1. A targeted immunoproteasome inhibitor, DPLG3, was found to have high selectivity for the immune cell proteasome and was not toxic to other cell types.
2. When administered after a heart transplant in mice, DPLG3 allowed for minimal graft rejection through a decrease in T cell activation.
Evidence Rating Level: 1 (Excellent)
Study Rundown: Organ transplants typically require the recipient to continue taking immunosuppressive medications to prevent rejection of the graft. However, the toxicity of these medications necessitates a safer option for transplant recipients. Researchers in this study synthesized DPLG3, a molecule that was modeled after a currently prescribed proteasome inhibitor and had selectivity to a subunit of the immunoproteasome.
When tested in vitro, DPLG3 selectively inhibited the β5i immunoproteasome subunit in a lymphoma cell line and did not affect other immunoproteasomes or cell types. The compound was found to decrease T cell proliferation in response to alloantigens. In a mouse model of skin transplantation, treatment with DPLG3 decreased the production of inflammatory cytokines and increased the expression of coinhibitory molecules by T cells. Next, DPLG3 was administered to mice that received a heart transplant from a mouse of another strain. These mice survived longer than the recipients that did not receive the compound, and there were few signs of rejection histologically. In addition, there were fewer effector T cells in the spleen, indicating the inhibition of an immune response. Overall, there was less lymphocyte infiltration and a decrease in T cell activation and proliferation compared to mice not treated with DPLG3. This study demonstrated that the synthesis of a selective proteasome inhibitor to prevent immune response to allografts could potentially allow for a safer and more efficacious medication for transplant recipients.
In-Depth [animal study]: An N,C-capped dipeptide, DPLG3, was synthesized to selectively bind to β5i 99,000-fold higher than β5c, a selectivity significantly greater than the currently available proteasome inhibitor. In vitro, DPLG3 inhibited β5i activity in Karpas lymphoma cells, while it had no effect on β5c activity in HepG2 human hepatoma cells. DPLG3 was not cytotoxic to human peripheral blood mononuclear cells. When T cells were isolated from the spleen of mice and treated with increasing concentrations of DPLG3, there was a concentration-dependent decrease in proliferation assessed using 3H-thymidine incorporation (p<0.05). A similar result was seen when mice that received a skin allograft were treated with 25 mg/kg of the compound. Their immune cells showed reduced proliferation in response to alloantigen, increased gene expression of coinhibitory molecules such as CTLA4 and BTLA, as well as a decrease in the pro-inflammatory cytokines IL-2 and IL-17 (p<0.05).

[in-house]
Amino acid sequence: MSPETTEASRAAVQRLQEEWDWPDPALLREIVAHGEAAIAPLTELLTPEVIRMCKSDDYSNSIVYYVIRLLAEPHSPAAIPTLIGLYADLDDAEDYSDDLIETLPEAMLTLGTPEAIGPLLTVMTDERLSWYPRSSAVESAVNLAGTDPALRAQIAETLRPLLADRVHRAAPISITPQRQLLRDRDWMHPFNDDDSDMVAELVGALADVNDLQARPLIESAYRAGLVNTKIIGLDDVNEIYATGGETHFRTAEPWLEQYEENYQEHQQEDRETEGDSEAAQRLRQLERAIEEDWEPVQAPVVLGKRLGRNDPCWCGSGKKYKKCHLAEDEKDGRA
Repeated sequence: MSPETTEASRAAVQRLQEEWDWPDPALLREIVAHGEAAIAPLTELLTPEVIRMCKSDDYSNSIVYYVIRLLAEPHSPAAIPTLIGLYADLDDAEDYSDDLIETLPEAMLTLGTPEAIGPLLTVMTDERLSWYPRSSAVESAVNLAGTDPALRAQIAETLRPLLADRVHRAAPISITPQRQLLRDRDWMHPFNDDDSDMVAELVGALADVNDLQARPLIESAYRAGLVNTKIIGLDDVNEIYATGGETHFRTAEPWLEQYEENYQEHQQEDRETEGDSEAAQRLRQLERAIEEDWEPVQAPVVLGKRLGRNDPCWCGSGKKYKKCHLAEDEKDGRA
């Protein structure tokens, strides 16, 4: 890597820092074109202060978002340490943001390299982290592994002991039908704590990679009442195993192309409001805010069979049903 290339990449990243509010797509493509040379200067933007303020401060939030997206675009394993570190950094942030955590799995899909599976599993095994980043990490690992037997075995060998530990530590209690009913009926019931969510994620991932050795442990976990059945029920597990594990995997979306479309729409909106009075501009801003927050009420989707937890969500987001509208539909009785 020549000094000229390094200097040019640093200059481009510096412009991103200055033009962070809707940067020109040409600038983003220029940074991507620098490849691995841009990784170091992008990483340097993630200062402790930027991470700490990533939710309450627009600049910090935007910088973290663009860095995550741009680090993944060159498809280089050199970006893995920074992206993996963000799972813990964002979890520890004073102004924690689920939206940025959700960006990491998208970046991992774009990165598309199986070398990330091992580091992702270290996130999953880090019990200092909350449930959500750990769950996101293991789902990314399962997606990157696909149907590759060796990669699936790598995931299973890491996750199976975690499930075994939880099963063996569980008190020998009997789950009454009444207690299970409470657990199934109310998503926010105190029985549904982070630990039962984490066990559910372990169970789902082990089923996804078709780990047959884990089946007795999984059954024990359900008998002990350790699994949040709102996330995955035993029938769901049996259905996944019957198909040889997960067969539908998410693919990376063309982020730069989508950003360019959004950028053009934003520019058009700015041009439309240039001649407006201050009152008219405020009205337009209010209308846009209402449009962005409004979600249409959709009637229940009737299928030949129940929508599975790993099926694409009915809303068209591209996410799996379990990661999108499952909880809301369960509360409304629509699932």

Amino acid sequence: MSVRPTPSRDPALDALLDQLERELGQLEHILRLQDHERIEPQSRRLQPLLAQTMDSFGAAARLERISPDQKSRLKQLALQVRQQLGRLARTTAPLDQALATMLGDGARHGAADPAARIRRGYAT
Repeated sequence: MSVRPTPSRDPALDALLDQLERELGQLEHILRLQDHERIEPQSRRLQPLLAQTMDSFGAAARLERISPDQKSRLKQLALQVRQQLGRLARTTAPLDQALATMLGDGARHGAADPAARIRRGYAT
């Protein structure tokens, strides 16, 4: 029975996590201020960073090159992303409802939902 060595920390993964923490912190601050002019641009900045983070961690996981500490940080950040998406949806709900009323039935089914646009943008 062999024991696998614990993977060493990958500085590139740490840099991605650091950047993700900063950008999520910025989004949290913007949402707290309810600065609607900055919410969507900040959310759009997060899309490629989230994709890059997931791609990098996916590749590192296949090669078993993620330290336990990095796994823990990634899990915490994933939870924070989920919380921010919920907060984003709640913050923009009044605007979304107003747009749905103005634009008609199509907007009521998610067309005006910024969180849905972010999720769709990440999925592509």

The efficacy of DPLG3 was then tested on C57BL/6 mice that were allografted with hearts from BALB/c mice. The recipient mice were then given 25 mg/kg DPLG3 each day for 14 days after receiving the transplant. These mice were found to have a significant decrease in the percentage of T cells in the spleen (p<0.05), demonstrating a lack of immune activation. In addition, the splenocytes demonstrated reduced responsiveness to alloimmune stimuli and there was a significant decrease in histologic signs of graft rejection. The treated mice had overall longer graft survival, with no death seen with 2 weeks of treatment with DPLG3 and a single dose of 25 µg CTLA4 Ig.
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